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IT engineer from Bangalore demands traffic allowance to offset his growing fuel bills

31, Aug 2014 By dasu

Bangalore. Recent studies have shown, the average traffic speed in Bangalore has come down to 9 km per hour and by 2020 it could come down further to 5 km per hour.

IT engineer Champak Lal, who travels from Rajajinagar to Whitefield every day says in last 4 years he has not got any hike, but his fuel bill has gone up by 400%.

Traffic Jam Bangalore
Traffic jam is now an integral part of Bangalore lifestyle.

Champak Lal expects soon he will become project manager. To manage the project he needs to reach office before 9 AM. He does a plain math using excel sheet to find out how much money he has to spend on his fuel bill.

To his surprise, he finds his fuel bill is already more than his car loan EMI and by 2020 it will be more than his home loan EMI.

He has also realized, one of the few days he was able to have dinner with his family, thanks to Kanakadasa Jayanthi which is a holiday for school, college and Government offices, but not for IT companies. From bottom of their hearts the family thanked the great poet and have put a photograph of him on top of their dining table.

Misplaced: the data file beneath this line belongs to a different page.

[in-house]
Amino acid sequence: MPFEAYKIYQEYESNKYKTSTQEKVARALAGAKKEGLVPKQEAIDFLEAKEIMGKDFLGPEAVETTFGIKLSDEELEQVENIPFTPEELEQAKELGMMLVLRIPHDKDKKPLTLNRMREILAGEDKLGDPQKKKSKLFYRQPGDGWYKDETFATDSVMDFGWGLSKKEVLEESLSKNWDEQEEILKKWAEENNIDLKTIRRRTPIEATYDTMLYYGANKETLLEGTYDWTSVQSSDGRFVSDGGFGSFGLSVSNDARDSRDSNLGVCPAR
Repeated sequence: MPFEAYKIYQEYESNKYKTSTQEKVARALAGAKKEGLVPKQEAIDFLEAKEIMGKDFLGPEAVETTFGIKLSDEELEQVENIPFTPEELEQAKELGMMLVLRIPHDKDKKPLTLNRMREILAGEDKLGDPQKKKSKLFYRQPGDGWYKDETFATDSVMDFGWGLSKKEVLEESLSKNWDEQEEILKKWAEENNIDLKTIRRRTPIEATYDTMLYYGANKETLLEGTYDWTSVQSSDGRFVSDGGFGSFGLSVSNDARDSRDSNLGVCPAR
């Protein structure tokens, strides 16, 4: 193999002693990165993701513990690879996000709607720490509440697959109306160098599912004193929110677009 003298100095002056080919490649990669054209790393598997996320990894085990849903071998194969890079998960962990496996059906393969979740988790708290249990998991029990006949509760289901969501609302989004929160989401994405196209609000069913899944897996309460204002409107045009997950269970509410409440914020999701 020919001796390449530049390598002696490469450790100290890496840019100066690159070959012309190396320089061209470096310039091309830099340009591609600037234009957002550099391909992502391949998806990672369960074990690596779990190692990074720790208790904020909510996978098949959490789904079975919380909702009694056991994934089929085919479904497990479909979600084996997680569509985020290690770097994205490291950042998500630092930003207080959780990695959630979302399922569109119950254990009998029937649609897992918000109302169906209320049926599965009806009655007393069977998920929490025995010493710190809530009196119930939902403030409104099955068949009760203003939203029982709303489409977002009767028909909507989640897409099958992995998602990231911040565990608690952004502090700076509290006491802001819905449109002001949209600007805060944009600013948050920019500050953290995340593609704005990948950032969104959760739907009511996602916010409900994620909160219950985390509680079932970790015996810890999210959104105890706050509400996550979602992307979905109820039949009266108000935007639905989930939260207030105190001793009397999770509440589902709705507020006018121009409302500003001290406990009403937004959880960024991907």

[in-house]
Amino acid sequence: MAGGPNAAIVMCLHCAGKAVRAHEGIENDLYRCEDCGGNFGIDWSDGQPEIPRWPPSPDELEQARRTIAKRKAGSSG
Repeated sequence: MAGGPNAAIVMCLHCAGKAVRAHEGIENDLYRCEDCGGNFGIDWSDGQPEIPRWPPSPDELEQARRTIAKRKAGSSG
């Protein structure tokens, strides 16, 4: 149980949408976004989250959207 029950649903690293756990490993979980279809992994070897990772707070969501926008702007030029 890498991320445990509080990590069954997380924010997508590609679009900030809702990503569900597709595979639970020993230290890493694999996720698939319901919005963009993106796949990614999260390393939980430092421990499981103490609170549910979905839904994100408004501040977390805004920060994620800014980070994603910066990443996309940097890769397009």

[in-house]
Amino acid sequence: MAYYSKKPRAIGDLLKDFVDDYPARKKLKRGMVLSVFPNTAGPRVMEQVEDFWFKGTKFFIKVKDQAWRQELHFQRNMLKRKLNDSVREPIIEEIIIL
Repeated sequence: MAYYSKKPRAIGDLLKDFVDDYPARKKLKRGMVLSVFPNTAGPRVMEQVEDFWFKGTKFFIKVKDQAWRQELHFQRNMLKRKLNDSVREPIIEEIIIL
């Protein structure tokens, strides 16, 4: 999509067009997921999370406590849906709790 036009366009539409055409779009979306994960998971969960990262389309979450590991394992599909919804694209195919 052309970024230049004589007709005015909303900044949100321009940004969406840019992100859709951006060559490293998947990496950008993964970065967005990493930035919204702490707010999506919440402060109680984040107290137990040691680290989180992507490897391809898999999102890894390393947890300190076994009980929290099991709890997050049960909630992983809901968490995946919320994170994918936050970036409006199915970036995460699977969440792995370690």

Champak Lal is demanding a variable traffic allowance linked to traffic speed in the lines of airlines charging fuel surcharge linked to oil price.

IT companies citing recession informs Nasscom to put pressure on Government to share this burden.

Government did a study to find out the petrol pump owners, street hawkers have made good money due to traffic jams. Even hospitals have made good money as more and more IT engineers are visiting them. Bars, restaurants and pubs are feeling the heat and demand revenue sharing from those who are making windfall gains. Government is planning to come up with formula to address all parties affected.

Champak is pleasantly surprised about one thing. Thanks to the traffic jams, his son is able to identify the number plates behind the cars and knows which car belongs to which state registration. Even school teachers have acknowledged traffic jams are helping kids in learning alphabets quicker.